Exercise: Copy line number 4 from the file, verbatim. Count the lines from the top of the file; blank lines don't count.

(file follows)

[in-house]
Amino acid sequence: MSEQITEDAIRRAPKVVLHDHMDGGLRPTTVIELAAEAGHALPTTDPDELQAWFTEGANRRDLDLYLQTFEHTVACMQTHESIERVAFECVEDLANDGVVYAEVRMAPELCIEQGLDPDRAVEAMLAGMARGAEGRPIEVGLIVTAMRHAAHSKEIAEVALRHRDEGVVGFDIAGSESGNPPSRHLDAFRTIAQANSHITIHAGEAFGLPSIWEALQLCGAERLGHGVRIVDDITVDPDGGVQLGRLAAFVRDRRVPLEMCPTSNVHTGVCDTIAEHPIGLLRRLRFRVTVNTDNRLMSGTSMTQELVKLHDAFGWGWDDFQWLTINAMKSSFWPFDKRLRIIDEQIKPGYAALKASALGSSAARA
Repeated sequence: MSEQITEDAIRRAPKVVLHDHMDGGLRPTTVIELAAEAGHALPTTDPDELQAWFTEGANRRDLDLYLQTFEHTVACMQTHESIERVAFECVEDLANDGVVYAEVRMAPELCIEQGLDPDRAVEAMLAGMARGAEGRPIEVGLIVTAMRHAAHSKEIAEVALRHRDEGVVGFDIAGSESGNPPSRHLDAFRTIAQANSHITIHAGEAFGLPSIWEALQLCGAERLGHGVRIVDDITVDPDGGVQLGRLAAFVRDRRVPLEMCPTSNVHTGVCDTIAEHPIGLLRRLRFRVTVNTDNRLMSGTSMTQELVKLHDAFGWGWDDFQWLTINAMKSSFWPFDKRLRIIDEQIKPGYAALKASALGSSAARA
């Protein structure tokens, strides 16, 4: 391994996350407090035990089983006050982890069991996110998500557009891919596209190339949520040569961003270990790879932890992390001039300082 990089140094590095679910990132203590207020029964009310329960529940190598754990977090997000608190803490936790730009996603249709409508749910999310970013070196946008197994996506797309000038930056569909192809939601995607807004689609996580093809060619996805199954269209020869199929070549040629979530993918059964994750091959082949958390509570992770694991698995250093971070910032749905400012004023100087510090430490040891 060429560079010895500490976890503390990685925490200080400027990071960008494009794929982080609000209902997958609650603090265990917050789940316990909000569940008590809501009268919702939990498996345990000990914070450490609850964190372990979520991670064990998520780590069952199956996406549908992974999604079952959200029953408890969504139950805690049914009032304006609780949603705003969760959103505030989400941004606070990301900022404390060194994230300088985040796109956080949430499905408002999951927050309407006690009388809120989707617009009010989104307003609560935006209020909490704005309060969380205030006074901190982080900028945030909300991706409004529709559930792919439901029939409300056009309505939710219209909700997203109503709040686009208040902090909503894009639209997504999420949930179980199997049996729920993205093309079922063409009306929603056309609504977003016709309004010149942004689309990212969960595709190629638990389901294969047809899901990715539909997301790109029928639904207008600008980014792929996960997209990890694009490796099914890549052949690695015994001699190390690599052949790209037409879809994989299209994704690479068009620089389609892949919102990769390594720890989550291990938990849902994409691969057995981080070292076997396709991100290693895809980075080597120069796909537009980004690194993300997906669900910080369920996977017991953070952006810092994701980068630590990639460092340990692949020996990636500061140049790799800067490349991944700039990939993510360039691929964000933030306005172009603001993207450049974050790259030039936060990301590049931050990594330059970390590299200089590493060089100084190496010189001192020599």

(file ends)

């Protein structure tokens, strides 16, 4: 391994996350407090035990089983006050982890069991996110998500557009891919596209190339949520040569961003270990790879932890992390001039300082 990089140094590095679910990132203590207020029964009310329960529940190598754990977090997000608190803490936790730009996603249709409508749910999310970013070196946008197994996506797309000038930056569909192809939601995607807004689609996580093809060619996805199954269209020869199929070549040629979530993918059964994750091959082949958390509570992770694991698995250093971070910032749905400012004023100087510090430490040891 060429560079010895500490976890503390990685925490200080400027990071960008494009794929982080609000209902997958609650603090265990917050789940316990909000569940008590809501009268919702939990498996345990000990914070450490609850964190372990979520991670064990998520780590069952199956996406549908992974999604079952959200029953408890969504139950805690049914009032304006609780949603705003969760959103505030989400941004606070990301900022404390060194994230300088985040796109956080949430499905408002999951927050309407006690009388809120989707617009009010989104307003609560935006209020909490704005309060969380205030006074901190982080900028945030909300991706409004529709559930792919439901029939409300056009309505939710219209909700997203109503709040686009208040902090909503894009639209997504999420949930179980199997049996729920993205093309079922063409009306929603056309609504977003016709309004010149942004689309990212969960595709190629638990389901294969047809899901990715539909997301790109029928639904207008600008980014792929996960997209990890694009490796099914890549052949690695015994001699190390690599052949790209037409879809994989299209994704690479068009620089389609892949919102990769390594720890989550291990938990849902994409691969057995981080070292076997396709991100290693895809980075080597120069796909537009980004690194993300997906669900910080369920996977017991953070952006810092994701980068630590990639460092340990692949020996990636500061140049790799800067490349991944700039990939993510360039691929964000933030306005172009603001993207450049974050790259030039936060990301590049931050990594330059970390590299200089590493060089100084190496010189001192020599």